> that's not really a difference here.
The important point is that the internal design matters.
> Monotone has a much more flexible representation (with certs being
> generic). Here your argument cuts against you. If you want to do
> something new with git, you have to write support for another
> "column" (using SQL terminology) in your "table", whereas with Monotone,
> you just create the cert. For example, let's say you had Signed-Off-By
> (which you don't) and now you want to add Reviewed-By...
> "Files containing object data are never modified. Once written, every
> file is read-only from that point forward."
> s/Files containing/ and this applies to Monotone. In fact, that's where
> it gets its name. There's always the danger that the database could be
> corrupted. Basically, here we're comparing the potential for corrupting
> a single file database vs. a directory tree of files. In all reality, I
> don't think it's that big of a difference, but I do tend to trust ext3
> more than sqlite. Of course, with this being about *distributed* version
> control systems, you end up with backups all around the world regardless
> of which system you choose.
Except it's very easy to check the integrity in git: the sha1 ensures
you that the information hasn't been altered. All the dates,
committers, signed off, changelogs, are ok, if the sha1 is the same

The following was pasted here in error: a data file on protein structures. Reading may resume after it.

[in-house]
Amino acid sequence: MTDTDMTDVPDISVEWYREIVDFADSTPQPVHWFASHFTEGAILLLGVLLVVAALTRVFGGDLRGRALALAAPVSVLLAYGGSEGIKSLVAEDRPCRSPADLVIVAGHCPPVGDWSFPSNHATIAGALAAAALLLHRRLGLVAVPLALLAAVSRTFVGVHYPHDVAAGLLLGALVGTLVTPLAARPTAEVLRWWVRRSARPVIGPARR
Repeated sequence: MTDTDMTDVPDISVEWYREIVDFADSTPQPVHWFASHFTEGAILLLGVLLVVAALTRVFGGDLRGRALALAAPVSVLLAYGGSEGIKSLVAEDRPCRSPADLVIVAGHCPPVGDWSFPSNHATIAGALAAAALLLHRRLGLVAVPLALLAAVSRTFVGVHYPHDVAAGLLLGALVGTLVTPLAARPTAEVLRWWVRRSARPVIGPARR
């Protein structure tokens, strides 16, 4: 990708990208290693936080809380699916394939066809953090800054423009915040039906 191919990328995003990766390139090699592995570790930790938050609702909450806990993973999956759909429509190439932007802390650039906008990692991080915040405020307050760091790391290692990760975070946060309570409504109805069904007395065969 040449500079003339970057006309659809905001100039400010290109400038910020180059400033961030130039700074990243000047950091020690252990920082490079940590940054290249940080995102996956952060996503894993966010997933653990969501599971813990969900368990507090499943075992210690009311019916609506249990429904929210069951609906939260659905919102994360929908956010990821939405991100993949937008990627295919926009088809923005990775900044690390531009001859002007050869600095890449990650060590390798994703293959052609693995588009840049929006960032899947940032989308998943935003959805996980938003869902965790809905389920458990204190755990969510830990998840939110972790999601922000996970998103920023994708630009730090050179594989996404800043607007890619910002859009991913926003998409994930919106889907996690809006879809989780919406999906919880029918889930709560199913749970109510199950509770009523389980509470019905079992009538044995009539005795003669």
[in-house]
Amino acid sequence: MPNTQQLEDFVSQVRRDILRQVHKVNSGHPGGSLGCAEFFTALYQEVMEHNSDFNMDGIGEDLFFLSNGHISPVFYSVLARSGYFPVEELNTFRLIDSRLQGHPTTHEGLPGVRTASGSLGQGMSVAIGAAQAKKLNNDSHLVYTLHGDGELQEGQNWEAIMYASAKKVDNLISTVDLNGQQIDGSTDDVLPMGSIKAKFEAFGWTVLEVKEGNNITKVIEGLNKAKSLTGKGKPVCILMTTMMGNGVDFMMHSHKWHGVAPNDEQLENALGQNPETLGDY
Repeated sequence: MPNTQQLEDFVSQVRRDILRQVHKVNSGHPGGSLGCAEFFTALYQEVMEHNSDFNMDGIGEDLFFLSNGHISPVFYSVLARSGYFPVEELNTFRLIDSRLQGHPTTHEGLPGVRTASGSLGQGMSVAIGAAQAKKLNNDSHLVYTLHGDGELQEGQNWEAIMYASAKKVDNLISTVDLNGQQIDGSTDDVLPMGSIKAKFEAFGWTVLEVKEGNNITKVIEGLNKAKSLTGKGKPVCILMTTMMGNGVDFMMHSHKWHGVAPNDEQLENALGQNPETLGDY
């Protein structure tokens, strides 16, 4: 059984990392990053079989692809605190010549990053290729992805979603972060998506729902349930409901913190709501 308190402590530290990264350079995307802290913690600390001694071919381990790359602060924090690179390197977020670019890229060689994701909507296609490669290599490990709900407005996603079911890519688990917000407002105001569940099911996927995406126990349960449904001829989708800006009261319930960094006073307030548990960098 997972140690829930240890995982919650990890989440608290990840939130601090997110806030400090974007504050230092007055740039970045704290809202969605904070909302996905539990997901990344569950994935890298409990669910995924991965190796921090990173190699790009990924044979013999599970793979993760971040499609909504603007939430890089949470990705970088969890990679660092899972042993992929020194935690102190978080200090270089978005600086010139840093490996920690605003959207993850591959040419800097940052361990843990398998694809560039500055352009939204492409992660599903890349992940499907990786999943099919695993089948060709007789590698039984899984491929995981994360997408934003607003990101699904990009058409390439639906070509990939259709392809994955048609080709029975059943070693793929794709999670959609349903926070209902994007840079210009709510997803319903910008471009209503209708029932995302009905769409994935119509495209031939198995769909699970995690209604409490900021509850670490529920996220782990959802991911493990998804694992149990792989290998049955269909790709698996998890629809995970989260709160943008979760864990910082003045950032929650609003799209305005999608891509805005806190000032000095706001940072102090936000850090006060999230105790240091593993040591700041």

that you had.
It's funny that git is better at doing what mtn was set to do, but
after all Linus got inspiration from it.
> However, if the files are write-once, then you must end up with at least
> one file per revision (except, perhaps for imports where you could batch
> up the existing revisions). This leads to the criticism being applied
> against SVN: "The FSFS backend places one file per revision in a single
> directory; a test import of Mozilla generated hundreds of thousands of
> files in this directory, causing performance to plummet as more
> revisions were imported." How does git do write-once files without
> having one file per revision?
That's one of the things that I personally find more clever about git;
each file has a calculated sha1, so if the if the file hasn't changed,
the sha1 is the same, so there's no need to store it again, and if you
do, nothing would change anyway.
It's like hardlinks, with sha1s.
>> In any case; the important thing as you say is the cost of switching.
>> I bet switching to mtn was painful, but that doesn't mean switching to
>> git would be
> Converting the repository from SVN was painful, which wouldn't be
> incurred again. Learning DVCS concepts was some work, which also
> wouldn't be duplicated.
> I don't think that switching would be all that difficult and I like the
> idea of choosing something that contributors would be more familiar with
> (as well as something that has good hosting opportunities so said
> contributors can really take advantage of the branch-sharing workflow).
> I think the really killer application here is something like Launchpad,
> with integrated code hosting, code review, bug tracking, etc.
Indeed, although Launchpad is closed source.
> If we decide to switch, I'd like to wait just a little longer before we
> do it to see how git vs. bzr is going to turn out so we don't end up
> switching twice.
Right, I think those two are sensible options, mtn is not.